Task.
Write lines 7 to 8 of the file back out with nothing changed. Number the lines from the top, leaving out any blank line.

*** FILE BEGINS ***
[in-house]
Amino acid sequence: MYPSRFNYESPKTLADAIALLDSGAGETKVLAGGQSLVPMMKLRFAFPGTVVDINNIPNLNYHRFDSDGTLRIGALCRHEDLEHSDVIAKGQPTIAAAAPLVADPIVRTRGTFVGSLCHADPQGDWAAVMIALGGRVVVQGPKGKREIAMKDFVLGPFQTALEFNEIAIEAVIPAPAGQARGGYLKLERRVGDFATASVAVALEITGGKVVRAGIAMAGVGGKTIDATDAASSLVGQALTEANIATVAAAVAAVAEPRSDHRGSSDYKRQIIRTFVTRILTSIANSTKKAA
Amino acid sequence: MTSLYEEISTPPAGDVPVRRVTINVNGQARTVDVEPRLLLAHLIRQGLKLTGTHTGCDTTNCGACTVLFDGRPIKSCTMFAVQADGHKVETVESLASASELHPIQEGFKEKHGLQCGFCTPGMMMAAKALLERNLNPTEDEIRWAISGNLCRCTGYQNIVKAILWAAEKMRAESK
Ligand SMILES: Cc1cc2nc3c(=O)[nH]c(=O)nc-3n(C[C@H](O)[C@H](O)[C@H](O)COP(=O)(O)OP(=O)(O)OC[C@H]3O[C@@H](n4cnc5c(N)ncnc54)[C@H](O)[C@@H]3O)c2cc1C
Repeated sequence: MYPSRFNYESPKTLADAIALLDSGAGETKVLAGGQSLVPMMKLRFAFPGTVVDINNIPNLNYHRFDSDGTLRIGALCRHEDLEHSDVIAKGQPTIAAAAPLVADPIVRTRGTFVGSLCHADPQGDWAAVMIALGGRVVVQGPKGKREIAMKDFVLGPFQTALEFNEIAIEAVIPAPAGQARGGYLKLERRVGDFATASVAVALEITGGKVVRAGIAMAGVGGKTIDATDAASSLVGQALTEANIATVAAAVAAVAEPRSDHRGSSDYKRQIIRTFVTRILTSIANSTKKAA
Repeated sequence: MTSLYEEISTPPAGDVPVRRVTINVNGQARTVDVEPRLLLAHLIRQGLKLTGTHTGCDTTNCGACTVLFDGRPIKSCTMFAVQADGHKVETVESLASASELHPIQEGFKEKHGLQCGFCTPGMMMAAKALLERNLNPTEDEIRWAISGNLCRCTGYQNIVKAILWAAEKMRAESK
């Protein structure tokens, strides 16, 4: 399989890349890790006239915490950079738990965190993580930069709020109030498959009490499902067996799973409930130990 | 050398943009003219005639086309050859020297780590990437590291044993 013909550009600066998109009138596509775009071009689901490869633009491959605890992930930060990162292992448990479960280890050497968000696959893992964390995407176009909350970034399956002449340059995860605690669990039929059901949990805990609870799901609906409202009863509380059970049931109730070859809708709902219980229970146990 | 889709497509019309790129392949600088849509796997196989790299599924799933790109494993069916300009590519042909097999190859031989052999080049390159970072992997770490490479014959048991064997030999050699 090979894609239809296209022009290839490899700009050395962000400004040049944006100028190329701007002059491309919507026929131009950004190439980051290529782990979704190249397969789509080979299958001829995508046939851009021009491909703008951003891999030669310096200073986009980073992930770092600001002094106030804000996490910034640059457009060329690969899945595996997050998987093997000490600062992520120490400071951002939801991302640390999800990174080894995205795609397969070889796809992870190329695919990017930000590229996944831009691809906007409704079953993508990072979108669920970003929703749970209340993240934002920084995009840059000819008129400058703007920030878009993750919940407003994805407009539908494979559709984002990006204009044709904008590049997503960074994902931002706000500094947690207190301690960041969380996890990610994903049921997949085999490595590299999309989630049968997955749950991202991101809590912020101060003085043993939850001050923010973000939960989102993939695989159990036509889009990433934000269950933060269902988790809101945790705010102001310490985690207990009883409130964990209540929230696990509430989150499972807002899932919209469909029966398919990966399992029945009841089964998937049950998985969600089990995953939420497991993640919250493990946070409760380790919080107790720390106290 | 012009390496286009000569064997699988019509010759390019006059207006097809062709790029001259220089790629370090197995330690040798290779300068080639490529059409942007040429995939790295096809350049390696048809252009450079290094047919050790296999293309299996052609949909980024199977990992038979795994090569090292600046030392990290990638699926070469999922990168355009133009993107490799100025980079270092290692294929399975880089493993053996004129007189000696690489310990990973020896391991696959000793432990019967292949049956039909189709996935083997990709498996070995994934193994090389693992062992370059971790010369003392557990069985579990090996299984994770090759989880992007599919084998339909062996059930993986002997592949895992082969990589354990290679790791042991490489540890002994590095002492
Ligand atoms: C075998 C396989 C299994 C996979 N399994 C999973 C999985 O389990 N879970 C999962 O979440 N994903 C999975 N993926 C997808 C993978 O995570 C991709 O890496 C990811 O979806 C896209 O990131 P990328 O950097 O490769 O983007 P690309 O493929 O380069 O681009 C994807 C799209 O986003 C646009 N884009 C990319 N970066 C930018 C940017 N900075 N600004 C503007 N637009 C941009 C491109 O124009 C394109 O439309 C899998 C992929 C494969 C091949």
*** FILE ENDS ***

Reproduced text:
């Protein structure tokens, strides 16, 4: 399989890349890790006239915490950079738990965190993580930069709020109030498959009490499902067996799973409930130990 | 050398943009003219005639086309050859020297780590990437590291044993 013909550009600066998109009138596509775009071009689901490869633009491959605890992930930060990162292992448990479960280890050497968000696959893992964390995407176009909350970034399956002449340059995860605690669990039929059901949990805990609870799901609906409202009863509380059970049931109730070859809708709902219980229970146990 | 889709497509019309790129392949600088849509796997196989790299599924799933790109494993069916300009590519042909097999190859031989052999080049390159970072992997770490490479014959048991064997030999050699 090979894609239809296209022009290839490899700009050395962000400004040049944006100028190329701007002059491309919507026929131009950004190439980051290529782990979704190249397969789509080979299958001829995508046939851009021009491909703008951003891999030669310096200073986009980073992930770092600001002094106030804000996490910034640059457009060329690969899945595996997050998987093997000490600062992520120490400071951002939801991302640390999800990174080894995205795609397969070889796809992870190329695919990017930000590229996944831009691809906007409704079953993508990072979108669920970003929703749970209340993240934002920084995009840059000819008129400058703007920030878009993750919940407003994805407009539908494979559709984002990006204009044709904008590049997503960074994902931002706000500094947690207190301690960041969380996890990610994903049921997949085999490595590299999309989630049968997955749950991202991101809590912020101060003085043993939850001050923010973000939960989102993939695989159990036509889009990433934000269950933060269902988790809101945790705010102001310490985690207990009883409130964990209540929230696990509430989150499972807002899932919209469909029966398919990966399992029945009841089964998937049950998985969600089990995953939420497991993640919250493990946070409760380790919080107790720390106290 | 012009390496286009000569064997699988019509010759390019006059207006097809062709790029001259220089790629370090197995330690040798290779300068080639490529059409942007040429995939790295096809350049390696048809252009450079290094047919050790296999293309299996052609949909980024199977990992038979795994090569090292600046030392990290990638699926070469999922990168355009133009993107490799100025980079270092290692294929399975880089493993053996004129007189000696690489310990990973020896391991696959000793432990019967292949049956039909189709996935083997990709498996070995994934193994090389693992062992370059971790010369003392557990069985579990090996299984994770090759989880992007599919084998339909062996059930993986002997592949895992082969990589354990290679790791042991490489540890002994590095002492
Ligand atoms: C075998 C396989 C299994 C996979 N399994 C999973 C999985 O389990 N879970 C999962 O979440 N994903 C999975 N993926 C997808 C993978 O995570 C991709 O890496 C990811 O979806 C896209 O990131 P990328 O950097 O490769 O983007 P690309 O493929 O380069 O681009 C994807 C799209 O986003 C646009 N884009 C990319 N970066 C930018 C940017 N900075 N600004 C503007 N637009 C941009 C491109 O124009 C394109 O439309 C899998 C992929 C494969 C091949």